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Reaction to Stephen Colbert's "Late Show" Appointment

Photo of Sam Adams By Sam Adams | Criticwire April 10, 2014 at 4:47PM

Did CBS just "declare war on middle America"? And can Stephen Colbert flourish without his trademark persona?
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Colbert

We know Rush Limbaugh's not a fan, but what does the rest of the commentary class think about the announcement that Stephen Colbert will take over the CBS "Late Show" for David Letterman in 2015? The initial reaction is strongly positive, with only a few critics wondering if Colbert can succeed without the comically abrasive persona he's honed over nearly a decade on "The Colbert Report." (Stephen Colbert is going to CBS; "Stephen Colbert" is just going away.) Where the fond tributes to David Letterman, who announced his retirement last week, tacitly acknowledged that he was past his prime, critics looking forward to Colbert's "Late Show" -- the name, CBS has made clear, is staying -- see him still at his peak. The further announcement that the "Report" writing staff will be coming with him quells any initial doubts I might have. Sure, the late-night format is tired, but Colbert and has shown true genius for standing that format on its head, right down to replacing the traditional guest walk-on with his victory lap to the interview table. Of course, Colbert's "Late Show" won't be "The Colbert Report," but it also won't be "The Tonight Show," or "Late Night," or perhaps anything we've seen before. With Letterman's ratings as Jimmy Fallon's rise, CBS knows it needs to shake up the format, and chances are good that's just what they've asked Colbert to do.

James Poniewozik, Time

The guy’s got a lot of tools in his box, and his fake pundit isn't the only thing he can do with them. Nor is politics, as anyone knows who’s watched him geek out on-air over Tolkien, or roller-dance with Bryan Cranston to "Get Lucky." Just please God, don’t let that thing be a middle-of-the-road, Hollywood-centric, let's-roll-a-clip, something-for-everyone 11:35 p.m. talk show. Colbert is smart, quick, personable and likeable, but that likeability comes from -- weird as this is to say about someone who’s hosted a show in character for nine years -- authenticity. Take that away and you take away everything.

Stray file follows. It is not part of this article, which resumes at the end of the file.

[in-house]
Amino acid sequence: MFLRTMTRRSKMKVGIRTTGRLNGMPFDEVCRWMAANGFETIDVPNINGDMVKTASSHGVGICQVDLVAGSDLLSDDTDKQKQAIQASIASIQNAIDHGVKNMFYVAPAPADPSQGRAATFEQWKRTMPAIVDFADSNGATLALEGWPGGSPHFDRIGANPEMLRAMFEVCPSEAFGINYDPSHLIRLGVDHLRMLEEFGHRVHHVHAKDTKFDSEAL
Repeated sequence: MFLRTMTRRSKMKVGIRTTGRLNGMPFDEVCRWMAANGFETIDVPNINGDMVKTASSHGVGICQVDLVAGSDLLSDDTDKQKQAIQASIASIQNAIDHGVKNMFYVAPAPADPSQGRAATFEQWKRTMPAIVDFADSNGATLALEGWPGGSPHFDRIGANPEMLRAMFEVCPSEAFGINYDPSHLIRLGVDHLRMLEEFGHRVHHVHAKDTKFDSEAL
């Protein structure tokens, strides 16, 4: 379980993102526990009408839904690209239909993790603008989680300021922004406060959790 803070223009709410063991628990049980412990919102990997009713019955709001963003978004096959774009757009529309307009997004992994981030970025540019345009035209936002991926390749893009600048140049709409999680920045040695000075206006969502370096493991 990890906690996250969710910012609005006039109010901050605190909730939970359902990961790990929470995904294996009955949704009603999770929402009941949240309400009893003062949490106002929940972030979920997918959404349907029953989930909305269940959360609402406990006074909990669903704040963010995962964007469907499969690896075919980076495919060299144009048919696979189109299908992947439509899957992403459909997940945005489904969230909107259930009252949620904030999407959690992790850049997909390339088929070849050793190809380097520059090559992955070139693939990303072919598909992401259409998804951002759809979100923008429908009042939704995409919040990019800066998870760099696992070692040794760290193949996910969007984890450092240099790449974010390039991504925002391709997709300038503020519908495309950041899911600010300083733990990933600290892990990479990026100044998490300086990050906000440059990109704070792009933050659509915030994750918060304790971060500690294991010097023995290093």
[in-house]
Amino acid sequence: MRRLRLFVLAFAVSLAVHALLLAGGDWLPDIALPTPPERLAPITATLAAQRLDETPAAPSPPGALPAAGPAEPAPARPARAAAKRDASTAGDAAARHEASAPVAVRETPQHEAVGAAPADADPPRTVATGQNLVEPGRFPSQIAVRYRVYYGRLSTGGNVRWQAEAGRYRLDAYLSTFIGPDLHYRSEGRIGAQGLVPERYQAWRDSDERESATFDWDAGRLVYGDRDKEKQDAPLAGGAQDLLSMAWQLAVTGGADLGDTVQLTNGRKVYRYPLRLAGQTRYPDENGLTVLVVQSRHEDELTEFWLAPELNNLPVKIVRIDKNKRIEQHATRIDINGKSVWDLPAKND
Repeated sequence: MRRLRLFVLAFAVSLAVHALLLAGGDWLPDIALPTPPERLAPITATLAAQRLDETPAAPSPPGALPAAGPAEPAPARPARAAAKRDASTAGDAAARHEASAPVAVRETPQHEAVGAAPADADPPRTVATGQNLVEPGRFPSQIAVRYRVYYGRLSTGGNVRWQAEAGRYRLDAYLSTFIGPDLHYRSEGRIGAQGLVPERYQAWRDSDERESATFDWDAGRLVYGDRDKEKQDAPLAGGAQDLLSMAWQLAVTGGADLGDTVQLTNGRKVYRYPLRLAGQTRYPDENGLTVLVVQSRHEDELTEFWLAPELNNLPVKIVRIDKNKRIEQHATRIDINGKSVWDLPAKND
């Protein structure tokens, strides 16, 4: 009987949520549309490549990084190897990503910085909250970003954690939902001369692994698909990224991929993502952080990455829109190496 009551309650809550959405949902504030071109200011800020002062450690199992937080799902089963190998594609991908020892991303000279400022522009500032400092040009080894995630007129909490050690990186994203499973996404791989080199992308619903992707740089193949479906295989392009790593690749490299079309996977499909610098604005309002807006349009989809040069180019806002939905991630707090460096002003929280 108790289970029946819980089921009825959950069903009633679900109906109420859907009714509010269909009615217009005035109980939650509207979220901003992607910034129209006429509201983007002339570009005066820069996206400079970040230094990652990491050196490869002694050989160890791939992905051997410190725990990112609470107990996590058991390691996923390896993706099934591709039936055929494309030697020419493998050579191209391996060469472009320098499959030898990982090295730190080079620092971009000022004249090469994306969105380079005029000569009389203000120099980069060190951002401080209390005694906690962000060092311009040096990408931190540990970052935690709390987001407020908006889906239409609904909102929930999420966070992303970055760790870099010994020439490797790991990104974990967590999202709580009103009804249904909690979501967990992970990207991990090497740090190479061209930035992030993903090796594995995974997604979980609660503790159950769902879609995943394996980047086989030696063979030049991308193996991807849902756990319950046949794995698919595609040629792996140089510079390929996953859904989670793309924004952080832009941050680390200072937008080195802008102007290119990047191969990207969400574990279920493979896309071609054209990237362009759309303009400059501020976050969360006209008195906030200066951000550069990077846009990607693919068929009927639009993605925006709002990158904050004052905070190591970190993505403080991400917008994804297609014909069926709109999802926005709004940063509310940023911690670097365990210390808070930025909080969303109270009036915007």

Andy Greenwald, Grantland

The real Stephen Colbert, like "Stephen Colbert," is lightning fast and wickedly funny, but he's nowhere near as wicked: His own perspective on the world more closely mirrors the frustrated, noble liberalism of his colleague Jon Stewart than the puffed-up buffoonery peddled by his alter ego. So while CBS has absolutely snatched up a virtuosic talent, they won’t be getting the character that has, until now, defined him. In the long term, this is a good thing: CBS, as outlined above, is not interested in making waves. They want a talk show host, not a sentient political parody. But when Colbert takes "The Late Show" reins in 2015, he will be doing something quite different from what his legion of coveted 18-to-49-year-old fans have come to expect from him. And this uncertainty makes his hiring more of a risk that it might initially seem.

Peter Rubin, Wired